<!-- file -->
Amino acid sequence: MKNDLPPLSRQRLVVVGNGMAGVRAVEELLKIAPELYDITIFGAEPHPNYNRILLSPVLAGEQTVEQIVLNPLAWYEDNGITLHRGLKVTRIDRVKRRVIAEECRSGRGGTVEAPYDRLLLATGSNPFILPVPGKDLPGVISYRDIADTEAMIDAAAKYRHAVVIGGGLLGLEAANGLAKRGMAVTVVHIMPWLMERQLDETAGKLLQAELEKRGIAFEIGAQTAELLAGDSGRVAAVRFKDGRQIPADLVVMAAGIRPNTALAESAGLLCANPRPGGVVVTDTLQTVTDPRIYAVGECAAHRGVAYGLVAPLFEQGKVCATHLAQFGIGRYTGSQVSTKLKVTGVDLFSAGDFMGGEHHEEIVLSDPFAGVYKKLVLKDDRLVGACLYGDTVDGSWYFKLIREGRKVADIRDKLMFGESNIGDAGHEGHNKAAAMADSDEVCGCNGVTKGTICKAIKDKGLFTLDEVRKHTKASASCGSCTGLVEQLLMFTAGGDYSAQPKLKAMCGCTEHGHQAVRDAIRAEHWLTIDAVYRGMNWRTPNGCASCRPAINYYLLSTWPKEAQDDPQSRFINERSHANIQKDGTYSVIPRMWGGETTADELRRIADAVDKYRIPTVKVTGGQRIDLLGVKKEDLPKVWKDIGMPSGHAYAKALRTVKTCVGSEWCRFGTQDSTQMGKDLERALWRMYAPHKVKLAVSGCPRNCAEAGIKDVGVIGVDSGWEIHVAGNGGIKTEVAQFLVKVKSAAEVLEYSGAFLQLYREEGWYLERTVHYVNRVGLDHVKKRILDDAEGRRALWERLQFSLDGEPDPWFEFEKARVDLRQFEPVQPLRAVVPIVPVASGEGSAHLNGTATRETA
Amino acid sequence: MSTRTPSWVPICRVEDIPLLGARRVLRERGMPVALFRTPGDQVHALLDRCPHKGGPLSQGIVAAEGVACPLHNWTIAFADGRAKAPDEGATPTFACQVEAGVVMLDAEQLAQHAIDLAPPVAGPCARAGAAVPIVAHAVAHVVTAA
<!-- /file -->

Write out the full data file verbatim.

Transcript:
Amino acid sequence: MKNDLPPLSRQRLVVVGNGMAGVRAVEELLKIAPELYDITIFGAEPHPNYNRILLSPVLAGEQTVEQIVLNPLAWYEDNGITLHRGLKVTRIDRVKRRVIAEECRSGRGGTVEAPYDRLLLATGSNPFILPVPGKDLPGVISYRDIADTEAMIDAAAKYRHAVVIGGGLLGLEAANGLAKRGMAVTVVHIMPWLMERQLDETAGKLLQAELEKRGIAFEIGAQTAELLAGDSGRVAAVRFKDGRQIPADLVVMAAGIRPNTALAESAGLLCANPRPGGVVVTDTLQTVTDPRIYAVGECAAHRGVAYGLVAPLFEQGKVCATHLAQFGIGRYTGSQVSTKLKVTGVDLFSAGDFMGGEHHEEIVLSDPFAGVYKKLVLKDDRLVGACLYGDTVDGSWYFKLIREGRKVADIRDKLMFGESNIGDAGHEGHNKAAAMADSDEVCGCNGVTKGTICKAIKDKGLFTLDEVRKHTKASASCGSCTGLVEQLLMFTAGGDYSAQPKLKAMCGCTEHGHQAVRDAIRAEHWLTIDAVYRGMNWRTPNGCASCRPAINYYLLSTWPKEAQDDPQSRFINERSHANIQKDGTYSVIPRMWGGETTADELRRIADAVDKYRIPTVKVTGGQRIDLLGVKKEDLPKVWKDIGMPSGHAYAKALRTVKTCVGSEWCRFGTQDSTQMGKDLERALWRMYAPHKVKLAVSGCPRNCAEAGIKDVGVIGVDSGWEIHVAGNGGIKTEVAQFLVKVKSAAEVLEYSGAFLQLYREEGWYLERTVHYVNRVGLDHVKKRILDDAEGRRALWERLQFSLDGEPDPWFEFEKARVDLRQFEPVQPLRAVVPIVPVASGEGSAHLNGTATRETA
Amino acid sequence: MSTRTPSWVPICRVEDIPLLGARRVLRERGMPVALFRTPGDQVHALLDRCPHKGGPLSQGIVAAEGVACPLHNWTIAFADGRAKAPDEGATPTFACQVEAGVVMLDAEQLAQHAIDLAPPVAGPCARAGAAVPIVAHAVAHVVTAA